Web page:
The future of teachers’ pay in Wales

Please note: the ATL website is no longer being updated and will be taken down soon.

Visit the new NEU website

Blog
06 January 2017 by ATL
In the run up to the Assembly elections in May, there was much talk by the First Minister and others of the need to devolve teachers’ pay and conditions to Wales.
Payslip with money

ATL has always had concerns about any proposals to devolve pay and conditions as we have real fears that this could have a detrimental impact on the earnings of teachers in Wales and may lead to Welsh teachers migrating to England or leaving the profession altogether. Our position has always been to retain the integrity of the School Teachers Review Board for England and Wales and to resist any move towards regional pay in England or Wales.

However, in November a cross party amendment was introduced in the committee stages of the Wales Bill which will see teachers’ pay and conditions devolved to Wales at some stage in the coming years.

ATL members will no doubt welcome the clear commitment given by Carwyn Jones, at a recent First Minister’s Question session in the Senedd:

“One thing I can say, and I say this absolutely clearly, is that, as is the case in other areas where pay and conditions have been devolved there is no question – no question at all – of teachers in Wales being paid less than teachers in England. That is simply not going to happen.”

Carwyn Jones

It is clearly of vital importance to our members, and to the future success of the profession in Wales, that pay comparability is maintained across the UK labour market. If devolution is to go ahead then there are safeguards that must be in place to ensure that the commitment to not cut pay and conditions operate fairly from day one.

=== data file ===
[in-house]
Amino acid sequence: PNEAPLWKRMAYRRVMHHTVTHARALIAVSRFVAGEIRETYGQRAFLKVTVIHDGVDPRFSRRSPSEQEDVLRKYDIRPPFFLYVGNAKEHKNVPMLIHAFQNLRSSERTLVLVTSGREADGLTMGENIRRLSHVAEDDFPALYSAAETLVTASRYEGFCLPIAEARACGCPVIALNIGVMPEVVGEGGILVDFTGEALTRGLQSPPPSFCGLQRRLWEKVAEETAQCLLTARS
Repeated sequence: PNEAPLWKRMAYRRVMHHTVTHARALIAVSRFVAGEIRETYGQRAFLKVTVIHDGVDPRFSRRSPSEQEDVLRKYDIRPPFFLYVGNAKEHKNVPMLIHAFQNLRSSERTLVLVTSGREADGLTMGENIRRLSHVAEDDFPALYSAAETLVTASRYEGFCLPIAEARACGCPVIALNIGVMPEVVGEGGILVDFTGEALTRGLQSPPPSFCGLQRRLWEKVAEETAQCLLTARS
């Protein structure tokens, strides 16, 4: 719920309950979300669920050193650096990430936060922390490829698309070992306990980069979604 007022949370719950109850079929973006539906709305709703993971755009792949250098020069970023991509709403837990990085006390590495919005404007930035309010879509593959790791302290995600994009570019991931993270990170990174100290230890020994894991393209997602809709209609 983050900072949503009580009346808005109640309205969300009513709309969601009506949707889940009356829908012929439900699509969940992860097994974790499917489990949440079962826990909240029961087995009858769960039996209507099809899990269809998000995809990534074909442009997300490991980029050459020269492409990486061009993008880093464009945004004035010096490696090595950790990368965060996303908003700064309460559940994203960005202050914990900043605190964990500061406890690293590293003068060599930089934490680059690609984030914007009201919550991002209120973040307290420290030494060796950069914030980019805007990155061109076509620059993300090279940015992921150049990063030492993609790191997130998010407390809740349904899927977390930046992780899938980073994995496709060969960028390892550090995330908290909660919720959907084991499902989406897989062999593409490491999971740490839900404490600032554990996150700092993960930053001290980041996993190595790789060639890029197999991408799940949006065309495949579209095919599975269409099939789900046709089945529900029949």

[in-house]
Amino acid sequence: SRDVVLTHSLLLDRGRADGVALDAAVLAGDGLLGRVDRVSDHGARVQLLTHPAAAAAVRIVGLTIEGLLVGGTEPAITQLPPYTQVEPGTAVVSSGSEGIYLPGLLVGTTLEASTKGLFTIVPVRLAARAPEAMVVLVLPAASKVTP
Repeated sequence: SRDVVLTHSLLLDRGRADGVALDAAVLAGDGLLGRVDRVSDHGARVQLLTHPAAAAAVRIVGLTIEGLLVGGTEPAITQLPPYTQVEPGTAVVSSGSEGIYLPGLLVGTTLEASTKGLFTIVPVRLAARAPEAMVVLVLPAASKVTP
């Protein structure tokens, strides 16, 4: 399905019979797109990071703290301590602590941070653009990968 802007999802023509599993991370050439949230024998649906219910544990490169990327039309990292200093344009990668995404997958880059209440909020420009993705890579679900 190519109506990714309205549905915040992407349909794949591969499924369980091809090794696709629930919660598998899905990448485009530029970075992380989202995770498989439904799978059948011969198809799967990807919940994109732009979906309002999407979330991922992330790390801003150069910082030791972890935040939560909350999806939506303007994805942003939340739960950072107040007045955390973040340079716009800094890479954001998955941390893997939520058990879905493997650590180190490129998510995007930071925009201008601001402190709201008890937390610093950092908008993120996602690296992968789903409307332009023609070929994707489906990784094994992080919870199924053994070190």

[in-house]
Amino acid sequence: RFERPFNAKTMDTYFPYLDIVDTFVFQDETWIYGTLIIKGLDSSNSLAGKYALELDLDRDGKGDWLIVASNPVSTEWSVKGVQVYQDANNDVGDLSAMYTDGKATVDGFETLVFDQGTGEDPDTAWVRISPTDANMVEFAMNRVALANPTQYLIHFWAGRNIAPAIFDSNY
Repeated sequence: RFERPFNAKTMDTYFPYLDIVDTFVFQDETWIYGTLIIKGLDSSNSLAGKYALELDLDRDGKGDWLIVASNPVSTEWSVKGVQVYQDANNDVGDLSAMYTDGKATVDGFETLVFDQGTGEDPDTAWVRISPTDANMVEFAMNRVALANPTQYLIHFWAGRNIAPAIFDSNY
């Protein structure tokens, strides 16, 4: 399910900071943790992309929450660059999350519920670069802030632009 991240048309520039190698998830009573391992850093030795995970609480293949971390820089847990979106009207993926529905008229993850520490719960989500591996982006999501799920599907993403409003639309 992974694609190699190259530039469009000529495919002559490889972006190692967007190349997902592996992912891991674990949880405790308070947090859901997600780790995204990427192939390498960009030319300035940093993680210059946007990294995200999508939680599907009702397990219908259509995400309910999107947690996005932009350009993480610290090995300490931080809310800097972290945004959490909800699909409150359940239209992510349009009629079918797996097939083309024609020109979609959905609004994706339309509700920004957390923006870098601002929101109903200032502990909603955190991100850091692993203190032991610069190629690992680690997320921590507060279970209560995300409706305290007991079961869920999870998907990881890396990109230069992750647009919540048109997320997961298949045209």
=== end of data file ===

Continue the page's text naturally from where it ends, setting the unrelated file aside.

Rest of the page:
We are therefore seeking assurances on the following issues:

  • The mechanism to be put in place to ensure increases in teachers’ pay keeps pace with the increase in average weekly earnings and key inflationary indicators including RPI and CPI, as well as with pay awards in England, Scotland and Northern Ireland.
  • How starting salaries for teachers in Wales will keep pace, or exceed, increases in graduate starting salaries.
  • The retention of a national pay structure, including published national pay scales, for teachers and senior leaders with transparent mechanisms for progressing within and between pay scales.
  • A commitment to pay mobility for teachers between all schools in Wales.
  • Protection of all existing national conditions of service, with the provisions of the School Teachers’ Pay and Conditions Document as a minimum benchmark.
  • A commitment that agreed pay awards will be fully funded by Welsh government.

We would also like further clarity about the proposed timescales for the first pay round, and how this is linked to the proposal to bring forward a consultation on draft Regulations on the collection of education workforce data.

Tagged with: 
Pay negotiations